Anyway, the kids make it to Grimley’s old house and, well, they don’t do anything there.  They get scared off by some birds and no one actually goes into the house.  Along the way Oscar is bitten by some spiders but no one seems to care (despite the huge welts on his arms).  The group decides to camp there for the night and you know what that means – campfire drinking, pot smoking and, hey look, Niles the Navy Seal brought his guitar (in one of the film’s major disappointments, he never plays a tune). However, things aren’t as serene as they seem. First off, there is this hulking monster out there in the swamp.  Second, is that – ah, screw it, I’m going to ruin a big plot twist here so skip the next line if you don’t want to know – Oscar and Karen are actually Chopper’s kids and have led the other folks out here to be sacrifices in a ritual for Mr. Monster Grimely.

To steal a line from my DYLAN DOG review, there isn’t really a lot to say about this film.  So let’s start off with the good.  There is that opening scene and…hmmm…I think that is about it.  Okay, I take that back as I also thought the acting was good by pretty much the entire cast.  Dillon Casey and Lauren Schneider actually did their turns well and the incestuous relationship is actually pretty disturbing thanks to an onscreen handjob scene.  Amanda Fuller, previous seen giving an excellent performance in the ultra-grim RED, WHITE & BLUE (2010), is also good in her supporting role.  And Mehcad Brooks is fine in his role as the hero who has to go mano-a-clawo with the monster, even if the script does him no favors.  It was also refreshing that the filmmakers avoided all talk of cell phones, got some nudity in there (I’m easy) and didn’t work in some lame movie reference dialogue (aka the Tarantino Effect). Also on the plus side, at least the filmmakers didn’t jump on the lame post-conversion 3-D horror craze.  I’m forever thankful as the last thing I need to see is Sid Haig’s big belly swinging at me off the screen.

Of course, for every step forward there are two steps back.  The set up is so generic that I had to make sure I wasn’t watching VENOM (2005) or HATCHET (2006) again.  Gee, another “kids in the swamps of Louisiana” movie.  Director and co-writer Andrews seems to have cataloged what he thinks every modern horror movie needs (monster, teens, inbred rednecks, torture scene, pot) and checked them off one by one. While the image of Sid Haig in a wifebeater might still give Rob Zombie a boner, it has been done to death.  Even worse are the braindead moments littered throughout the script.  My favorite was Niles being shot in the leg with a shotgun and then bolting like his name was Usain in the very same scene.  And he just keeps on running like nothing happened to him.  Also equally unspectacular is the titular star.  A horror movie can live or die by its monster and if you’re going to name your film CREATURE, you better deliver on that promise.  The creature here is pretty lame, looking like the bastard lovechild of comedian Rondell Sheridan and the monster from THE TERROR WITHIN (1989) if it had hit they gym.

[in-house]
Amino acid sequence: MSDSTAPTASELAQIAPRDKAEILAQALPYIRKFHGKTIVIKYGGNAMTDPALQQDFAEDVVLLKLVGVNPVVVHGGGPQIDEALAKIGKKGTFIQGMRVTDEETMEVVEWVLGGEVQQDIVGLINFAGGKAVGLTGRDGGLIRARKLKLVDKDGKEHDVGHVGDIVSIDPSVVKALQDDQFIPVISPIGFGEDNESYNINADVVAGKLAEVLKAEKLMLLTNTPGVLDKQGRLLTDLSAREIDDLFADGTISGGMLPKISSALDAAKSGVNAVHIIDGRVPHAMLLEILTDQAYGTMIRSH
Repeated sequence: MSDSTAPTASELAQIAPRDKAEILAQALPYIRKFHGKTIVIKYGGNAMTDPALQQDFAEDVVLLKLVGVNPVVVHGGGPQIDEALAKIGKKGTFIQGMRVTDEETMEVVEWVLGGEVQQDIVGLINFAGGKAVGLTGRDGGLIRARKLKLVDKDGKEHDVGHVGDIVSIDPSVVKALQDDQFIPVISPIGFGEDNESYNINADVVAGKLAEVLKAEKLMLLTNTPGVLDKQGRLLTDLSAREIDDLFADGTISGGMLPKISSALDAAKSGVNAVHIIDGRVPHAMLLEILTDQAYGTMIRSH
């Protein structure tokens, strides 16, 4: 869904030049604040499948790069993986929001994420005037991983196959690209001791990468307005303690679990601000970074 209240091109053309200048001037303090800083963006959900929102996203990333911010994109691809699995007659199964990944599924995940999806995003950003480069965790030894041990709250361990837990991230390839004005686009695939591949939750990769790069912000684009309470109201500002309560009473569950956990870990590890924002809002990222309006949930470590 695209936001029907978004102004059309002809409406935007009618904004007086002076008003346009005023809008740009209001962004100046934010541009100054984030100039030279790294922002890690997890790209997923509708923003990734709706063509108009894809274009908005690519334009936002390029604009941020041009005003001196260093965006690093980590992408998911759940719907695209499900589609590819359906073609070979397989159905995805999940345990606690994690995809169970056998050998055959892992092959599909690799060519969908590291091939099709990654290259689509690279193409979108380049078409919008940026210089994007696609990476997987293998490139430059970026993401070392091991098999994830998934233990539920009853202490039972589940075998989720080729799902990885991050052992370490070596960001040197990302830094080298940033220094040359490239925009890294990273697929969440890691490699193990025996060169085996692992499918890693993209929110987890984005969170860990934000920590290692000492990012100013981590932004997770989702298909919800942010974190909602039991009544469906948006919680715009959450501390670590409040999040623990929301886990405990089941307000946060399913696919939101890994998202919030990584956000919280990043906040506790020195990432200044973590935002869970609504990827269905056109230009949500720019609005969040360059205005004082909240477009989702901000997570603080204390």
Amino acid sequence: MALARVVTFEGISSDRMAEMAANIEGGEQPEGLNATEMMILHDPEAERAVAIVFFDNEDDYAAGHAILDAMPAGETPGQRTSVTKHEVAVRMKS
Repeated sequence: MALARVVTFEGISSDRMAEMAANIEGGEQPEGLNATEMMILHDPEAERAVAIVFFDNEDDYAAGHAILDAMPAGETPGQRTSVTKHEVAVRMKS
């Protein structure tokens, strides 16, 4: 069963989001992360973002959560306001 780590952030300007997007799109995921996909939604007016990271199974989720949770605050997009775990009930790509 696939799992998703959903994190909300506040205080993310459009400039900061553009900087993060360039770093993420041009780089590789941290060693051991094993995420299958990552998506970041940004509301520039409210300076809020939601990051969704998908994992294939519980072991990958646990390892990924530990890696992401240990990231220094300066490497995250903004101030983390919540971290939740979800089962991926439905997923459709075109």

The design is doubly disappointing when you know that Andrews spent most of his film career as a production designer. I’m also sad to report that the creature goes down pretty easily and, worst of all, it happens off screen!  Seriously, Andrews has survivors Niles and Emily get swallowed into a sinkhole with my boy Creature and then Niles emerges with its jaw in his hand.  I guess if the Navy Seals got Osama Bin Laden then Grimley was no sweat.  In a final funny bit, the duo throw the jawbone, literally their only evidence the creature existed, onto the roadside for an armadillo to eat.

My shame!
So is CREATURE really deserving of the dubious distinction of being the worst wide release box office bomb of all-time?  Not really.  It certainly isn’t the worst film I’ve ever seen in the theaters.  But it also doesn’t deserve to be released in 1,500 theaters.  With horror distribution getting choked to death a little bit more each day, it is sad to see something so utterly mundane get out to the public (even if they didn’t watch it).  Really good horror films have struggled to hit screens so watching this unspooling on screens is downright painful.  Chances are the $30 bucks the producers culled from the 6 people in our theater (although I don’t think one guy paid) aren’t paving the way for CREATURE II: BAYOU BLOODBATH.